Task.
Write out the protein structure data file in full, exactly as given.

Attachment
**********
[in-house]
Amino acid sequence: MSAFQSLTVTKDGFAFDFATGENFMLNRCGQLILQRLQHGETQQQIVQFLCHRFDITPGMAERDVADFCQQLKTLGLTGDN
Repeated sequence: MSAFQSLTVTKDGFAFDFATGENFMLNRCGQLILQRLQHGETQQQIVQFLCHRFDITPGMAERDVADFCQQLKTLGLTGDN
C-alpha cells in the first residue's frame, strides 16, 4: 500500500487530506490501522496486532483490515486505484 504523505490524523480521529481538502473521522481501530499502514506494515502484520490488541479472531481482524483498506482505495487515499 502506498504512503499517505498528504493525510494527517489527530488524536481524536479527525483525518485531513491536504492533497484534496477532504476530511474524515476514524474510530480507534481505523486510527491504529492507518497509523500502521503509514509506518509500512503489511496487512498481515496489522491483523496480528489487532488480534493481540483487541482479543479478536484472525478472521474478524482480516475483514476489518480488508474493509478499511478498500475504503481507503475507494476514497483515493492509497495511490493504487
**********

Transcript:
[in-house]
Amino acid sequence: MSAFQSLTVTKDGFAFDFATGENFMLNRCGQLILQRLQHGETQQQIVQFLCHRFDITPGMAERDVADFCQQLKTLGLTGDN
Repeated sequence: MSAFQSLTVTKDGFAFDFATGENFMLNRCGQLILQRLQHGETQQQIVQFLCHRFDITPGMAERDVADFCQQLKTLGLTGDN
C-alpha cells in the first residue's frame, strides 16, 4: 500500500487530506490501522496486532483490515486505484 504523505490524523480521529481538502473521522481501530499502514506494515502484520490488541479472531481482524483498506482505495487515499 502506498504512503499517505498528504493525510494527517489527530488524536481524536479527525483525518485531513491536504492533497484534496477532504476530511474524515476514524474510530480507534481505523486510527491504529492507518497509523500502521503509514509506518509500512503489511496487512498481515496489522491483523496480528489487532488480534493481540483487541482479543479478536484472525478472521474478524482480516475483514476489518480488508474493509478499511478498500475504503481507503475507494476514497483515493492509497495511490493504487